If and when you finally finish doing all the set up and installation stuff for your launchers one of the coolest parts of the experience was being able to play those games from your other libraries as well. I have only had a limited amount of success here though and I was only able to run single player games off of the Epic Games launcher.

Unfortunately, I wanted to run Call of Duty Vanguard, and Diablo Immortal on the Deck and none of those games worked, regardless of following the online guides precisely. This isn’t to say that it is impossible, since others have been successful with launching their games from but perhaps I’m missing something. Perhaps it all has to do with anti-cheat software not being compatible with Linux, either way the end result was that I couldn’t play many multiplayer games in general on the Steam Deck.

Why The Steam Deck Rocks & Final Thoughts

Overall, the Steam Deck is a hefty piece of hardware that can run many PC titles with solid performance and decent battery life. While it is not perfect, I think the Deck is a huge step in the right direction for portable gaming. This device allows you to travel with most of your Steam library which was previously unheard of, unless you were bringing a gaming laptop with you and a controller. While this is still early in the life cycle for the Steam Deck, the potential here is enormous, especially for players and tech folks who really know Linux well. From what I’ve seen online, other players have gotten emulators to run tons of old school games, Nintendo Switch games, and recent titles all running with solid performance and in some cases even enhancing the visuals of the original games. This kind of open access for games is an awesome reason to own a Steam Deck.

Personally, even though I could not run a few of my favorite games, I found myself enjoying playing some single player games even more on the Steam Deck since they seemed to performed better on the smaller screen. Games like Metal Gear Solid 5, Spider-Man Remastered, Tales of Arise, and Power Wash Simulator have been amazingly fun to play on the Deck, and I found myself getting hooked on the smaller bite sized gaming sessions. Not to mention having the amazing option to run PlayStation exclusive games on a handheld which is simply awesome. Titles like Horizon Zero Dawn, God of War (2018), and Day’s Gone all run well on the Deck and just being able to play them on a handheld was great since its the first time I’ve played those games away from a console or desktop.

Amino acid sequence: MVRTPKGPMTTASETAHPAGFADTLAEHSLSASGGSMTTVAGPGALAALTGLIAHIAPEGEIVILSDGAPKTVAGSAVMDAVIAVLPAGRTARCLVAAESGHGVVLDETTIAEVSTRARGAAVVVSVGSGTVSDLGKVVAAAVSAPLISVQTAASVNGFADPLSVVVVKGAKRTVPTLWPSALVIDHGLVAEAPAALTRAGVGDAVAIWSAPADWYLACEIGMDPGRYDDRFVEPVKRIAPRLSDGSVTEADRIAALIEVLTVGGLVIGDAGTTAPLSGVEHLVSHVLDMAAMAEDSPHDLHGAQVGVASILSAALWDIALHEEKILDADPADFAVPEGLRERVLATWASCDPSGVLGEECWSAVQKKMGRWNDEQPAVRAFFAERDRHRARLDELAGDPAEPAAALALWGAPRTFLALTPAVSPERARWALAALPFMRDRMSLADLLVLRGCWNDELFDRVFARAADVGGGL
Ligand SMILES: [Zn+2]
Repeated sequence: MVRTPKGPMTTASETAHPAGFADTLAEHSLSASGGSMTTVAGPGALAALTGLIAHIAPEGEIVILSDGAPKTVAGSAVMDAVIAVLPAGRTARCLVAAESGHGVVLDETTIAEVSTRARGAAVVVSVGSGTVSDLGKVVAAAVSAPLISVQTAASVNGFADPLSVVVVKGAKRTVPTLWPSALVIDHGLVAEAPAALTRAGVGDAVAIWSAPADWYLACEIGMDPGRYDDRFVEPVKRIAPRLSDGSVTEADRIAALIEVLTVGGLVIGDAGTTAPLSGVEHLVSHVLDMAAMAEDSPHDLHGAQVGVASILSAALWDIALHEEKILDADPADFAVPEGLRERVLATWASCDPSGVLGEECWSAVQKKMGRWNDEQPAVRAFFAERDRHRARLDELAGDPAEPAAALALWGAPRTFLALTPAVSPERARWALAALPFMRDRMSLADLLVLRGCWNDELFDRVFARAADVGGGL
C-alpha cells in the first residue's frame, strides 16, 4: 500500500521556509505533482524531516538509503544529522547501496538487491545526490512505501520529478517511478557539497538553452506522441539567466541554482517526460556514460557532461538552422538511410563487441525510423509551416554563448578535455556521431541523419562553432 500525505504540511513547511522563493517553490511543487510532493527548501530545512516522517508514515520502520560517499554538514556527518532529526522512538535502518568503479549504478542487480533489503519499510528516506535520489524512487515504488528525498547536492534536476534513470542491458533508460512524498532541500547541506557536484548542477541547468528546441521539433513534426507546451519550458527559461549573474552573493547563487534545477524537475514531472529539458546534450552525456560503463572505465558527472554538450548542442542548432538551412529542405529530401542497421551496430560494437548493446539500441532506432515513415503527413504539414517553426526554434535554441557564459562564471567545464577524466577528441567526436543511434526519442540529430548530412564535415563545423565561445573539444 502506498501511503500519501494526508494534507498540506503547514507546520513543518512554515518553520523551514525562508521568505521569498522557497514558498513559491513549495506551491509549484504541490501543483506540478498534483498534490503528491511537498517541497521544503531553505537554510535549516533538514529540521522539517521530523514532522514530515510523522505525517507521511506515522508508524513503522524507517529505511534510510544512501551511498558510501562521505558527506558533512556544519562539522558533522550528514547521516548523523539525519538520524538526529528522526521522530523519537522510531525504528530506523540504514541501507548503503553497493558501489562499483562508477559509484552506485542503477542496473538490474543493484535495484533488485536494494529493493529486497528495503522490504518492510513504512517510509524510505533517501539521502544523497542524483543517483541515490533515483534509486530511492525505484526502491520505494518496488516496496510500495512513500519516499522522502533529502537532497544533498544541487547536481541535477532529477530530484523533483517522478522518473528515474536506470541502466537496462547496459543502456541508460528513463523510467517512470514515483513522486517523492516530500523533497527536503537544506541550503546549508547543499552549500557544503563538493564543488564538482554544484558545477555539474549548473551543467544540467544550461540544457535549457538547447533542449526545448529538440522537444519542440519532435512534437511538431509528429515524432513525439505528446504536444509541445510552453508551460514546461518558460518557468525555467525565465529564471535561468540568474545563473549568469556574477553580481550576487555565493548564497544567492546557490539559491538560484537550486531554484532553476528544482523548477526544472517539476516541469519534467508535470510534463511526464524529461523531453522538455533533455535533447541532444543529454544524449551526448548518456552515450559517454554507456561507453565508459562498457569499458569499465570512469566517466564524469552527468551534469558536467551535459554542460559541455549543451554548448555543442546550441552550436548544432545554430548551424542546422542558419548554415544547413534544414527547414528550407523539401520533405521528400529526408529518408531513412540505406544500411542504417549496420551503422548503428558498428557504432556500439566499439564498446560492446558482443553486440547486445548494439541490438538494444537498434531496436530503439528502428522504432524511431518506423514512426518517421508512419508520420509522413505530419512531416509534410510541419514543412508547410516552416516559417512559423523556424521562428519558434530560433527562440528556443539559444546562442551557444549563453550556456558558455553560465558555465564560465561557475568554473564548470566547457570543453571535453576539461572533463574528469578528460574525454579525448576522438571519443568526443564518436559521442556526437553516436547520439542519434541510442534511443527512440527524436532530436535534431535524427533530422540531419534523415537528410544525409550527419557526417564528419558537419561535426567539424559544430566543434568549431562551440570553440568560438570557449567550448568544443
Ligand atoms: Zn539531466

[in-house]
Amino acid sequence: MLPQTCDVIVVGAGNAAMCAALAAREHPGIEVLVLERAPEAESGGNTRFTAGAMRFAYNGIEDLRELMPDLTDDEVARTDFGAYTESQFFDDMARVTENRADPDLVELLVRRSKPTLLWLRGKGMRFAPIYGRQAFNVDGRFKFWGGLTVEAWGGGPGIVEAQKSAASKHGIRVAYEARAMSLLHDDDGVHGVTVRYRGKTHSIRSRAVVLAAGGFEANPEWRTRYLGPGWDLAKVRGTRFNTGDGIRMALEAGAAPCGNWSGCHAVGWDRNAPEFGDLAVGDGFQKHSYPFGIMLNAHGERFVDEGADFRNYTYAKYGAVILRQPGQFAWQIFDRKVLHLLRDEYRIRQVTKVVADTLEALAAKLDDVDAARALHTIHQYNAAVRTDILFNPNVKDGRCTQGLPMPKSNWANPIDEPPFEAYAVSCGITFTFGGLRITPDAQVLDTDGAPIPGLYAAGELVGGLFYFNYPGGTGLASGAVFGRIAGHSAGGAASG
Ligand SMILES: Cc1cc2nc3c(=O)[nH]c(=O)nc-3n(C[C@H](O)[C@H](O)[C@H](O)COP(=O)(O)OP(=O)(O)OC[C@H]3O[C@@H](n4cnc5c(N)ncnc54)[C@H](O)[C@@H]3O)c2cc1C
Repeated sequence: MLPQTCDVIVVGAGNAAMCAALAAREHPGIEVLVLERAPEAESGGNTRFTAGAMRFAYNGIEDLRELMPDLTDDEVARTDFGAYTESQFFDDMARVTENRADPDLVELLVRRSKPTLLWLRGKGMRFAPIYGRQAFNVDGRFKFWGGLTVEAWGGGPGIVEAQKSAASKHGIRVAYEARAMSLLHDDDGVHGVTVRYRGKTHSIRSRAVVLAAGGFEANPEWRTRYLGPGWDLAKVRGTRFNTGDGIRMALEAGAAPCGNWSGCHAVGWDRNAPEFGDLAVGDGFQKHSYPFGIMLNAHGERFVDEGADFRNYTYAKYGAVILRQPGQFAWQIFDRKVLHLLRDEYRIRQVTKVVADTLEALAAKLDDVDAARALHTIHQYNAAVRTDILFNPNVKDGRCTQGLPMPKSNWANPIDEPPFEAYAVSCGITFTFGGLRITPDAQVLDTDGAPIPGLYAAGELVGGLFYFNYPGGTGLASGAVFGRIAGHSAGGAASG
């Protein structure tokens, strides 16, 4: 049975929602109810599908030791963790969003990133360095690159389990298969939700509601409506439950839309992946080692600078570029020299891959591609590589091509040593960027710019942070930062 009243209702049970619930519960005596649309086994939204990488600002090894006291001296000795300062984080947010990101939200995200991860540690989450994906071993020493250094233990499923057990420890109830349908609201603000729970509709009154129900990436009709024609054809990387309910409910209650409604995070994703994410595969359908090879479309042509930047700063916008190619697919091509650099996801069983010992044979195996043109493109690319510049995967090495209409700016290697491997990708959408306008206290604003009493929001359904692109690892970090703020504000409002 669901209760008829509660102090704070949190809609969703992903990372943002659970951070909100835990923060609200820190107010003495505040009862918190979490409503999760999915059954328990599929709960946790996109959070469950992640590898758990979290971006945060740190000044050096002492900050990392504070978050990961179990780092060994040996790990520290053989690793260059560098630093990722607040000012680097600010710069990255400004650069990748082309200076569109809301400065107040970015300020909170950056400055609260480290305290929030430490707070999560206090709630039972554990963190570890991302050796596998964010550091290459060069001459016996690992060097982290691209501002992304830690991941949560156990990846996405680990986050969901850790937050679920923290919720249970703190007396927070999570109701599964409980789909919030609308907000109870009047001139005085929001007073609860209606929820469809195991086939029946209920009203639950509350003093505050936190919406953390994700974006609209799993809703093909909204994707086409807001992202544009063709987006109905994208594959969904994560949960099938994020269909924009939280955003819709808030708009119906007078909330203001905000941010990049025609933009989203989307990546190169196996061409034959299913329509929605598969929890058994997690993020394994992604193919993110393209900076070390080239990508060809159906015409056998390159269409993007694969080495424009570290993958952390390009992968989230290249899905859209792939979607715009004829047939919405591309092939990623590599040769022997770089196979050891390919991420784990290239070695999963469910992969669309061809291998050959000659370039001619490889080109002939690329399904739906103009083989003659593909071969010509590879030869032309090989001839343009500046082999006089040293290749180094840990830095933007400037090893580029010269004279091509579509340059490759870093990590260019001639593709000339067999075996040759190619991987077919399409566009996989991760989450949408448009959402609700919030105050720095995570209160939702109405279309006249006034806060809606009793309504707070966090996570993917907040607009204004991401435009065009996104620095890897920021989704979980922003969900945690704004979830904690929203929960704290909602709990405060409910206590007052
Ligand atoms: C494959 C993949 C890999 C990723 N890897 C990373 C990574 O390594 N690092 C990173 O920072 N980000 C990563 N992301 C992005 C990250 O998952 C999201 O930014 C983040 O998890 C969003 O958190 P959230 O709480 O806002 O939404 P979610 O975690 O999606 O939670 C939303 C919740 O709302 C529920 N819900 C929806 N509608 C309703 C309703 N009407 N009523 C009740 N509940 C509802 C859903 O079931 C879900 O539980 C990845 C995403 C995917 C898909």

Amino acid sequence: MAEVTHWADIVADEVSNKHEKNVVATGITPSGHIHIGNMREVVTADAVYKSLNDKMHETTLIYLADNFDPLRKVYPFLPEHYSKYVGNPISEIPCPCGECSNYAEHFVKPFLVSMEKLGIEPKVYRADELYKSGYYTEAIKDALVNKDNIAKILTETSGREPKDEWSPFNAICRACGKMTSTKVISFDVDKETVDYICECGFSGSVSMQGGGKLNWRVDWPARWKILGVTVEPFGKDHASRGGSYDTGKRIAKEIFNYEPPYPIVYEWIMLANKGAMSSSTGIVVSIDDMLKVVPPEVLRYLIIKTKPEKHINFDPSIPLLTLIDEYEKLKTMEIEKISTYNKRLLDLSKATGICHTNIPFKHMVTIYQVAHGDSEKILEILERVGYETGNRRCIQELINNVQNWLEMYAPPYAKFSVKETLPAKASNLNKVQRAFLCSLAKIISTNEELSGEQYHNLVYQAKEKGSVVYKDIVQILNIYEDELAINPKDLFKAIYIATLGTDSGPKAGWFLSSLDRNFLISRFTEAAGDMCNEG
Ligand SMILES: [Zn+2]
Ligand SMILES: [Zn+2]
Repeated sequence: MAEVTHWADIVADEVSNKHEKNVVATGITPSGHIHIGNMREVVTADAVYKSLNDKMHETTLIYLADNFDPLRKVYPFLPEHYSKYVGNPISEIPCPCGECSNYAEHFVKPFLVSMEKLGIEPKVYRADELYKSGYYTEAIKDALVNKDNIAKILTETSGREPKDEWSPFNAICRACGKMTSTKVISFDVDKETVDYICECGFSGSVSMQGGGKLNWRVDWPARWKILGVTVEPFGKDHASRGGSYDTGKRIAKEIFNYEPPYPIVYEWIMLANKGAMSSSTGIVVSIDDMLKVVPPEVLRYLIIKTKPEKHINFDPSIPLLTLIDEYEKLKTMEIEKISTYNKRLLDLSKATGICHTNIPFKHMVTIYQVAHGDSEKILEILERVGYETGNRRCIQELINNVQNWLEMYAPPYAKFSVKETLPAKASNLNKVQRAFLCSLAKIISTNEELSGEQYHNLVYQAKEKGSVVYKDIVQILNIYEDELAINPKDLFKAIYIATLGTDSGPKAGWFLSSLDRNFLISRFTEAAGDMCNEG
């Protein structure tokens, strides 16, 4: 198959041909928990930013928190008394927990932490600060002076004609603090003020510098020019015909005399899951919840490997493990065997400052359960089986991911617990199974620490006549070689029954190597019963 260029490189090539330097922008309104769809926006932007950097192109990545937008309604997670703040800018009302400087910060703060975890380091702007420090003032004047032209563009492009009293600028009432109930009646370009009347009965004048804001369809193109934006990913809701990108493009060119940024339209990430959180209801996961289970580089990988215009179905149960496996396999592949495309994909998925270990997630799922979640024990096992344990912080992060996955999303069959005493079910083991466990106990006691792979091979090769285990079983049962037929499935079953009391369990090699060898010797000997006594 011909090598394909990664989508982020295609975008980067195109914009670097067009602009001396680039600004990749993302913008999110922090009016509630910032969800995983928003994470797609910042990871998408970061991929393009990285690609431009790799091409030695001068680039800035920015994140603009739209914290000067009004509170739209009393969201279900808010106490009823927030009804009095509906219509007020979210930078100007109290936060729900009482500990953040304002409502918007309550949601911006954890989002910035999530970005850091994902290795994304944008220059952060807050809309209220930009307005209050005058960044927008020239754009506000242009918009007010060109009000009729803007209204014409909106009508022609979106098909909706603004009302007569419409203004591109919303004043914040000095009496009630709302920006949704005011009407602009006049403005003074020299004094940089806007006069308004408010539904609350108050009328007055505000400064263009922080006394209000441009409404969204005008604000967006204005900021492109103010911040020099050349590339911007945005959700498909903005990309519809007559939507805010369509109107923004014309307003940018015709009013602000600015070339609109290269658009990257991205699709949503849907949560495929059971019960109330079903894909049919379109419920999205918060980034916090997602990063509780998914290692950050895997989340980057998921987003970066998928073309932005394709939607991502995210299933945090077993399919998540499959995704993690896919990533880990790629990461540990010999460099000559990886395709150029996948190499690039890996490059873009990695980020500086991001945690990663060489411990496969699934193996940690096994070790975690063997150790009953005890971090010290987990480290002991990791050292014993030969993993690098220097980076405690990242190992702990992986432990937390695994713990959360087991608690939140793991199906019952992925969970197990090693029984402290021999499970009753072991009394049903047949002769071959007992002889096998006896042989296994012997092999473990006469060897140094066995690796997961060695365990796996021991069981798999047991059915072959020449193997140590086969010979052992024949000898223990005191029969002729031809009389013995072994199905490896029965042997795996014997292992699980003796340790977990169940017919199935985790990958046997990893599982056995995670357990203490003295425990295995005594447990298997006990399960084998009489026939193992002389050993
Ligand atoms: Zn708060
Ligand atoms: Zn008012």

If you made it all the way down here, I want to say thank you so much for supporting my blog. I hope my post has brought you some insight into owning a Steam Deck and possibly help you in making a decision if you were personally considering getting one. It has been a blast to run all these PC games on a handheld with such solid performance in a portable package. Again thanks for reading this post, I hope you have an awesome day.